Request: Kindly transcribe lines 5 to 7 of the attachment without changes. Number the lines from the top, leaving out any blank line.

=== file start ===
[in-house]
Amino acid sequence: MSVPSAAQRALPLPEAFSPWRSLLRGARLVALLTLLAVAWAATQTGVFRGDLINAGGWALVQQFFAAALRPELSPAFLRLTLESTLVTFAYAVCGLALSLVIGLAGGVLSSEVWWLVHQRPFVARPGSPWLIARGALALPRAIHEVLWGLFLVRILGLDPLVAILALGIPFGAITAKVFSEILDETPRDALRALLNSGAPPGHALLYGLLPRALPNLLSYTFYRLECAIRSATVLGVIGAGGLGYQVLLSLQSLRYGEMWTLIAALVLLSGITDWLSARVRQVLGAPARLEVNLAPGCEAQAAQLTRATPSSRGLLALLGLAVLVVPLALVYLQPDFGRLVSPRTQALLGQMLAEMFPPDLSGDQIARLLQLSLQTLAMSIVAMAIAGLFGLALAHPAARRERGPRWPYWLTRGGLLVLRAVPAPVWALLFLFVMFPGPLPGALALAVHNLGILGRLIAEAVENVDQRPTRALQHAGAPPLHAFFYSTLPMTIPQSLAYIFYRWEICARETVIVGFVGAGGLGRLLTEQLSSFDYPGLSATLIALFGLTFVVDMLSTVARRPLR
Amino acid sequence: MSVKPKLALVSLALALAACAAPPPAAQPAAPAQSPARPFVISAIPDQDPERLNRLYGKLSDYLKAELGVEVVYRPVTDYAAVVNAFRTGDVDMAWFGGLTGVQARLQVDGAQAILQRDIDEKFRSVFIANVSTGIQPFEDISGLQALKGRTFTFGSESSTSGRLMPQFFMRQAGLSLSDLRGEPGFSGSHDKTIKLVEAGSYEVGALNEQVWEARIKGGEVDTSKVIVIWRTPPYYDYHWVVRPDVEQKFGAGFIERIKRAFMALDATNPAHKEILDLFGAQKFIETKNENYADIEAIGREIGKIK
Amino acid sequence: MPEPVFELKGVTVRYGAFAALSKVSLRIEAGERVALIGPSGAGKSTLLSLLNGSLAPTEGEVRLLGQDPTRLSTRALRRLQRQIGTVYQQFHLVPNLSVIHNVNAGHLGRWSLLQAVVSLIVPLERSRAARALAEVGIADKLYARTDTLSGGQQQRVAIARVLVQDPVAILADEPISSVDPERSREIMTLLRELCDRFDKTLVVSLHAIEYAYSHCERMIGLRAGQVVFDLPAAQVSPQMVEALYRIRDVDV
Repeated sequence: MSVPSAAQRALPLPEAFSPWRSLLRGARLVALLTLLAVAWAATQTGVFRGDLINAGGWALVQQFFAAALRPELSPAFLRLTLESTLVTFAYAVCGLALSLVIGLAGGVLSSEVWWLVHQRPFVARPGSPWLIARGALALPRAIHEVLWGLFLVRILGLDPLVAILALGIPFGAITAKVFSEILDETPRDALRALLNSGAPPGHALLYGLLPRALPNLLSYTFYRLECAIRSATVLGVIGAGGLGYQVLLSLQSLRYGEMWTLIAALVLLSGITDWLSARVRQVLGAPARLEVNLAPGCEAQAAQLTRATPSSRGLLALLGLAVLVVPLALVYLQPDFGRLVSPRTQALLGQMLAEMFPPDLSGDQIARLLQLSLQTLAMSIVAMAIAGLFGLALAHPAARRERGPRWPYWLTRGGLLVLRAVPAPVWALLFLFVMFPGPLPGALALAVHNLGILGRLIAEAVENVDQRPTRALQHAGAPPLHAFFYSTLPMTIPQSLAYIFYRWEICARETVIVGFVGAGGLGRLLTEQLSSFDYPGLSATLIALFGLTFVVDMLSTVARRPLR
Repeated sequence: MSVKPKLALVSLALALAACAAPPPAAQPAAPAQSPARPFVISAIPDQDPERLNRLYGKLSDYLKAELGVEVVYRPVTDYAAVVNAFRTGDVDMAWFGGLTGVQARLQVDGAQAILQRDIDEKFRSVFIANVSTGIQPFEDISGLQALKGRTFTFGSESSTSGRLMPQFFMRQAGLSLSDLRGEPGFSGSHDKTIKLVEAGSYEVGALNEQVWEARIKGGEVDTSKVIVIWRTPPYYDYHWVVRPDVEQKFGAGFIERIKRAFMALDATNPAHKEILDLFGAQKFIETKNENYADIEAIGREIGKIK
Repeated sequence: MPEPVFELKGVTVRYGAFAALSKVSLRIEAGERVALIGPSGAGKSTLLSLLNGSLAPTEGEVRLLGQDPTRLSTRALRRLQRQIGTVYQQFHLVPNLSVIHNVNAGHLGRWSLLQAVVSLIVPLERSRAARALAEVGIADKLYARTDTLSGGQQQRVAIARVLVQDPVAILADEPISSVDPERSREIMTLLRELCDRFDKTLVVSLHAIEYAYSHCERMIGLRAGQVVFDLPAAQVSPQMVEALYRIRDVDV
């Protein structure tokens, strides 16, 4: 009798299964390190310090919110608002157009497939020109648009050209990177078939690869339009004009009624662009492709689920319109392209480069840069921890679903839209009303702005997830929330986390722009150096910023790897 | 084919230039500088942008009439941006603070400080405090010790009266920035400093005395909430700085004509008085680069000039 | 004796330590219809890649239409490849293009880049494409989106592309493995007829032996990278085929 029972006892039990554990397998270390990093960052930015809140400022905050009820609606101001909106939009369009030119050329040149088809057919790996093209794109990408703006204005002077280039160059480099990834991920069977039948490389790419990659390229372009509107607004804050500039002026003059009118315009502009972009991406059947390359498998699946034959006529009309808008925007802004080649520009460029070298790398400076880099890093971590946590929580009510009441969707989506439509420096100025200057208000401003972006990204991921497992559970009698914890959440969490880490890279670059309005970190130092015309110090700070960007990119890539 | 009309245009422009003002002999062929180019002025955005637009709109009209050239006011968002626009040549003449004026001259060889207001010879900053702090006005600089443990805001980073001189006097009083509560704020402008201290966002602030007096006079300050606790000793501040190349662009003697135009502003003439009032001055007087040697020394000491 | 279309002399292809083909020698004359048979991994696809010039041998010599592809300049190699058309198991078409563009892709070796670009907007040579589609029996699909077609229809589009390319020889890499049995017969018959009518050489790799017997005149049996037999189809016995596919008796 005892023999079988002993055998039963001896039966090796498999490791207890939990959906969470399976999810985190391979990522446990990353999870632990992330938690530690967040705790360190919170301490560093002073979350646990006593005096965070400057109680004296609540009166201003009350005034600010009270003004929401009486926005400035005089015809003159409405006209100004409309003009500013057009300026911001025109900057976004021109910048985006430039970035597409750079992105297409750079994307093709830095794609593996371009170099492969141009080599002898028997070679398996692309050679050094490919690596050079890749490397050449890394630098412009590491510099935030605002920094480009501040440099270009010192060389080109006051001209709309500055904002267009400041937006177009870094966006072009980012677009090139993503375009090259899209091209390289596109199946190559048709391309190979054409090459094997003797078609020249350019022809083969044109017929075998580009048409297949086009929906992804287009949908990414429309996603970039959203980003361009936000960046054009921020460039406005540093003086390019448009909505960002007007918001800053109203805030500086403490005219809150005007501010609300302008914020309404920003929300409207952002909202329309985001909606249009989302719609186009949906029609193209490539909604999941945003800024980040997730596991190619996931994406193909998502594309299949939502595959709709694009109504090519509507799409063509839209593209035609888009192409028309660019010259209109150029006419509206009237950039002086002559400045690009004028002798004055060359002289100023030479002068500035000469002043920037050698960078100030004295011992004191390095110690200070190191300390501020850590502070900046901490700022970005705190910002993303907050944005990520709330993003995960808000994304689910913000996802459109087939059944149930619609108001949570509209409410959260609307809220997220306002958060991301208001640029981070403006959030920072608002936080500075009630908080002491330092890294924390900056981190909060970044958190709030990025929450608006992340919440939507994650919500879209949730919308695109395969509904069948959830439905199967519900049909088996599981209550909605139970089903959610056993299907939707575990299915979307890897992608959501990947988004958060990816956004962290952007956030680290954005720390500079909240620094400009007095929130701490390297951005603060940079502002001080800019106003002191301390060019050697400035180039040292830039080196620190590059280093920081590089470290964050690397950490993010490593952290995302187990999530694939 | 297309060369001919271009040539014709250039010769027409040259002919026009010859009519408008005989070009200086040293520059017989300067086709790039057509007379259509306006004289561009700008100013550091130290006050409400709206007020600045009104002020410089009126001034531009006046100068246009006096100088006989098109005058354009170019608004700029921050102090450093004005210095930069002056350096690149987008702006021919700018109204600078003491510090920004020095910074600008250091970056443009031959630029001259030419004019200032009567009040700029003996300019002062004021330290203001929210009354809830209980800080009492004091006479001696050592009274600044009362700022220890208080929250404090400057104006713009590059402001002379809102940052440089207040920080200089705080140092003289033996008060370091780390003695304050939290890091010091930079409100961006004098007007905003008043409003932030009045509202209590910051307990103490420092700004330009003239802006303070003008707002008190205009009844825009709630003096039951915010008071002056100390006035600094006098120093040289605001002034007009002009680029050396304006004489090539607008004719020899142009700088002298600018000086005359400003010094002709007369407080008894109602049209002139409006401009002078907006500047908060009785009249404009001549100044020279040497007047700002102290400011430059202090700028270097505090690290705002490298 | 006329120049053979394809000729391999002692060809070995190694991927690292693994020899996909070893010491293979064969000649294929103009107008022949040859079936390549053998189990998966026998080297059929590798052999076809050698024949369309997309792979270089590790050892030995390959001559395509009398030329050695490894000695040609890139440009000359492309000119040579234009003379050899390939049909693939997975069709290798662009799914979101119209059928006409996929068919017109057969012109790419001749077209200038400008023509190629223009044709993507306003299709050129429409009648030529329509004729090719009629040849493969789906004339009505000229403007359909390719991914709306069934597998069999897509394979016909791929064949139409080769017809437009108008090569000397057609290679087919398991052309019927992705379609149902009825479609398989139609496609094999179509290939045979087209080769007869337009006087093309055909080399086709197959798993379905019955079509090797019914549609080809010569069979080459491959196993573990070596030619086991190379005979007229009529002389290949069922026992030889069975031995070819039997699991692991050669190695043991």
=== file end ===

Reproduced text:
Repeated sequence: MSVPSAAQRALPLPEAFSPWRSLLRGARLVALLTLLAVAWAATQTGVFRGDLINAGGWALVQQFFAAALRPELSPAFLRLTLESTLVTFAYAVCGLALSLVIGLAGGVLSSEVWWLVHQRPFVARPGSPWLIARGALALPRAIHEVLWGLFLVRILGLDPLVAILALGIPFGAITAKVFSEILDETPRDALRALLNSGAPPGHALLYGLLPRALPNLLSYTFYRLECAIRSATVLGVIGAGGLGYQVLLSLQSLRYGEMWTLIAALVLLSGITDWLSARVRQVLGAPARLEVNLAPGCEAQAAQLTRATPSSRGLLALLGLAVLVVPLALVYLQPDFGRLVSPRTQALLGQMLAEMFPPDLSGDQIARLLQLSLQTLAMSIVAMAIAGLFGLALAHPAARRERGPRWPYWLTRGGLLVLRAVPAPVWALLFLFVMFPGPLPGALALAVHNLGILGRLIAEAVENVDQRPTRALQHAGAPPLHAFFYSTLPMTIPQSLAYIFYRWEICARETVIVGFVGAGGLGRLLTEQLSSFDYPGLSATLIALFGLTFVVDMLSTVARRPLR
Repeated sequence: MSVKPKLALVSLALALAACAAPPPAAQPAAPAQSPARPFVISAIPDQDPERLNRLYGKLSDYLKAELGVEVVYRPVTDYAAVVNAFRTGDVDMAWFGGLTGVQARLQVDGAQAILQRDIDEKFRSVFIANVSTGIQPFEDISGLQALKGRTFTFGSESSTSGRLMPQFFMRQAGLSLSDLRGEPGFSGSHDKTIKLVEAGSYEVGALNEQVWEARIKGGEVDTSKVIVIWRTPPYYDYHWVVRPDVEQKFGAGFIERIKRAFMALDATNPAHKEILDLFGAQKFIETKNENYADIEAIGREIGKIK
Repeated sequence: MPEPVFELKGVTVRYGAFAALSKVSLRIEAGERVALIGPSGAGKSTLLSLLNGSLAPTEGEVRLLGQDPTRLSTRALRRLQRQIGTVYQQFHLVPNLSVIHNVNAGHLGRWSLLQAVVSLIVPLERSRAARALAEVGIADKLYARTDTLSGGQQQRVAIARVLVQDPVAILADEPISSVDPERSREIMTLLRELCDRFDKTLVVSLHAIEYAYSHCERMIGLRAGQVVFDLPAAQVSPQMVEALYRIRDVDV